• Pediatr Dermatol. 2024 Feb 27. doi: 10.1111/pde.15571. Online ahead of print. ABSTRACT BACKGROUND: Idiopathic aseptic facial granuloma (IAFG) is an underrecognized pediatric skin disease, currently considered within the spectrum of rosacea. It usually manifests as a solitary, reddish, asymptomatic nodule on the cheek that resolves spontaneously. METHODS: Retrospective and descriptive observational study of 43 pediatric patients with a clinical diagnosis of IAFG, followed between 2004 and 2022, at two general hospitals in Argentina. RESULTS: IAFG predominated in girls (65%) and the average age of onset was about 6 years. A single asymptomatic nodule was seen in 79% of patients. The most common localization was the cheek (58%) followed by lower eyelids (41%). Family history of rosacea was present in 16% of patients. A concomitant diagnosis of rosacea and periorificial dermatitis was made in 14% and 9% of our population, respectively. Past or present history of chalazia was detected in 42% of the children. IAFG diagnosis was mainly clinical (88% of cases). Oral antibiotics were the most common indicated treatment (84%). Complete healing was achieved by the majority, but 18% of those with eyelid compromise healed with scars. CONCLUSIONS: IAFG is a benign pediatric condition that physicians should recognize in order to manage correctly. We herein refer to a particular morphologic aspect of IAFG lesions affecting the lower eyelids, where nodules adopt a linear distribution and have a higher probability of involute leaving a scar. Also, we consider that the concomitant findings of rosacea, periorificial dermatitis and chalazia in our patients, reinforce the consideration of IAFG within the spectrum of rosacea. PMID:38413004 | DOI:10.1111/pde.15571 {url} = URL to article
    • Cesk Slov Oftalmol. 2024;80(Ahead of print):1001-1008. doi: 10.31348/2024/3. ABSTRACT OBJECTIVE: This study aims to address the issues surrounding the diagnosis of ocular rosacea and to evaluate the development of the patients' condition after treatment, as well as to distinguish between healthy and diseased patients using a glycomic analysis of tears. METHODOLOGY: A prospective study was conducted to assess a total of 68 eyes in 34 patients over a six-week period. These patients were diagnosed with ocular rosacea based on subjective symptoms and clinical examination. The study monitored the development of objective and subjective values. The difference between patients with the pathology and healthy controls was established by means of analysis of glycans in tears. RESULTS: Skin lesions were diagnosed in 94% of patients with ocular rosacea, with the most commonly observed phenotype being erythematotelangiectatic (68.8%). The mean duration of symptoms was 29.3 months (range 0.5-126 months) with a median of 12 months. Throughout the study, an improvement in all monitored parameters was observed, including Meibomian gland dysfunction, bulbar conjunctival hyperemia, telangiectasia of the eyelid margin, anterior blepharitis, uneven and reddened eyelid margins, and corneal neovascularization. The study also observed improvements in subjective manifestations of the disease, such as foreign body sensation, burning, dryness, lachrymation, itching eyes, photophobia, and morning discomfort. The analysis of glycans in tears partially separated tear samples based on their origin, which allowed for the differentiation of patients with rosacea from healthy controls. In the first sample, the pathology was determined in a total of 63 eyes (98.4%) of 32 patients, with further samples showing a change in the glycomic profile of patients' tears during treatment. CONCLUSION: The study demonstrated objective and subjective improvements in all the patients. Tear sampling and analysis could provide a means of timely diagnosis of ocular rosacea. PMID:38413227 | DOI:10.31348/2024/3 {url} = URL to article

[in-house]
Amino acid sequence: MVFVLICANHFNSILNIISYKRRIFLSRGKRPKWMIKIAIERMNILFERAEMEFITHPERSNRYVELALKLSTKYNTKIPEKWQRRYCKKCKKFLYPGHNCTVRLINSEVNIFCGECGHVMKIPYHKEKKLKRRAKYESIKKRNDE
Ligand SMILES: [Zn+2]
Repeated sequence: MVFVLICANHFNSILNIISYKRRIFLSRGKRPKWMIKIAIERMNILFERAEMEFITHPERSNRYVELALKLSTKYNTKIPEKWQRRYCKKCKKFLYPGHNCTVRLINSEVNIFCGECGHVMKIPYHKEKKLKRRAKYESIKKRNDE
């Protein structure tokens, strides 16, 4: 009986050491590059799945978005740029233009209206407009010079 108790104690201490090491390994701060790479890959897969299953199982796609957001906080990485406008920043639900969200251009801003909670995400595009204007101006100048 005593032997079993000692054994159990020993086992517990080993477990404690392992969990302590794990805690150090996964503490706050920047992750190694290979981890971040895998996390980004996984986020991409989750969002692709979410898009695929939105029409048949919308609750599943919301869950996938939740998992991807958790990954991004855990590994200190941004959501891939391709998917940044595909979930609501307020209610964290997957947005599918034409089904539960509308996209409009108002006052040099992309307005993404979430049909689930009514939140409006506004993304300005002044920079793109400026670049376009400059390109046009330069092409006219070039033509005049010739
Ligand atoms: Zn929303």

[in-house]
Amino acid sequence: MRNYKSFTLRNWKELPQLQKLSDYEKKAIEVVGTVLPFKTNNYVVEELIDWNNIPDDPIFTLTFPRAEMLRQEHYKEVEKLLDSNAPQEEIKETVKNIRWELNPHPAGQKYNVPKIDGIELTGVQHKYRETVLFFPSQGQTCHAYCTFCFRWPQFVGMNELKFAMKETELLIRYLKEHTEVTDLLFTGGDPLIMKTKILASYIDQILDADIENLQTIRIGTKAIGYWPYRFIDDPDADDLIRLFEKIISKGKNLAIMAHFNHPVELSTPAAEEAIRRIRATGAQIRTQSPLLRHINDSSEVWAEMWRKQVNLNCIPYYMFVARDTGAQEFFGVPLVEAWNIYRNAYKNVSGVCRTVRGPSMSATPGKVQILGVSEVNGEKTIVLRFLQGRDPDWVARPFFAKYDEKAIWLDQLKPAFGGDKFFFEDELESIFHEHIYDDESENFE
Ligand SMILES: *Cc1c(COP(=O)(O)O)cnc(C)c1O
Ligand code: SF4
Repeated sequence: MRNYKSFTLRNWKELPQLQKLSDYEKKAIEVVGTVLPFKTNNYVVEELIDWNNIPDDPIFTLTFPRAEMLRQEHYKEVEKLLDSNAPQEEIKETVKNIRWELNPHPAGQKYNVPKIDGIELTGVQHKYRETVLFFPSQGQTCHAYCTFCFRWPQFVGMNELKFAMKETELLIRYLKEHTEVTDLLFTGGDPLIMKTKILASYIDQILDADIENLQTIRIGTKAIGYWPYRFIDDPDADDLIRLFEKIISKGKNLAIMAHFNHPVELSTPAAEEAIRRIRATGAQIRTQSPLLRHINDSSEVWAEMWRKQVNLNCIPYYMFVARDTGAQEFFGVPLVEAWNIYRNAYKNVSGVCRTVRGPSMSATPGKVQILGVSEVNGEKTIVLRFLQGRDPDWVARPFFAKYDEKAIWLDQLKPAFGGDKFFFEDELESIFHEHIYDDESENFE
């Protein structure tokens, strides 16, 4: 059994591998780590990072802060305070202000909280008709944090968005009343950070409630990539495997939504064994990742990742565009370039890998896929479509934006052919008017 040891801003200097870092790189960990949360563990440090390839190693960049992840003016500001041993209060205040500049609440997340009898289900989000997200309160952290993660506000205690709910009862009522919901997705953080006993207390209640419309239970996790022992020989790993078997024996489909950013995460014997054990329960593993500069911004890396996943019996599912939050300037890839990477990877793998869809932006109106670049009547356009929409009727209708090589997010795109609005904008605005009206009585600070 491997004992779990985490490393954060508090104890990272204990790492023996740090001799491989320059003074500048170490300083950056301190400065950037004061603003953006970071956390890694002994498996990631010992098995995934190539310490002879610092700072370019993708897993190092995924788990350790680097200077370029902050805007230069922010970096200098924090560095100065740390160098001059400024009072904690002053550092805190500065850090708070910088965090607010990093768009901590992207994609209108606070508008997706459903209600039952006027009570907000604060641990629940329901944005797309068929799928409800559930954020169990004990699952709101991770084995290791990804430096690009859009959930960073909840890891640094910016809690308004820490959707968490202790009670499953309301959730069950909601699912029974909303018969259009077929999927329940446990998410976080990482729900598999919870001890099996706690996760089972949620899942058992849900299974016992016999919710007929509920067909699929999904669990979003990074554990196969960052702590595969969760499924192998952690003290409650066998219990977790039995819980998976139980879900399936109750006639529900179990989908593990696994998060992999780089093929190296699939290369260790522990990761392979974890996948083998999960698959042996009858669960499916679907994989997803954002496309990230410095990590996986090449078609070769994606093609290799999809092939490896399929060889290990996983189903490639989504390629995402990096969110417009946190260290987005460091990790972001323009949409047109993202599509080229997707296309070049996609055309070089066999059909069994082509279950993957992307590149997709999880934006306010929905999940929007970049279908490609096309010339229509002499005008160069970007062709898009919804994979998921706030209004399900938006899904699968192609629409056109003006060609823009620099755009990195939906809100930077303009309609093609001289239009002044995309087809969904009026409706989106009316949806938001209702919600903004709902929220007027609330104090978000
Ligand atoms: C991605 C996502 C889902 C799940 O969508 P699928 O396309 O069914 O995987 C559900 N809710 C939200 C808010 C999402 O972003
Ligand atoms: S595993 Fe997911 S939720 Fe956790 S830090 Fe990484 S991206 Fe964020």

• This test seems to have cornered the diagnosis of different skin diseases. Gate Recurrent Unit "introduced in 2014 by Kyunghyun Cho et al." Wikipedia Maybe we will hear more about this in diagnosing rosacea?
    • This is a new variant of demodicidosis (demodectic rosacea). The variants keep growing.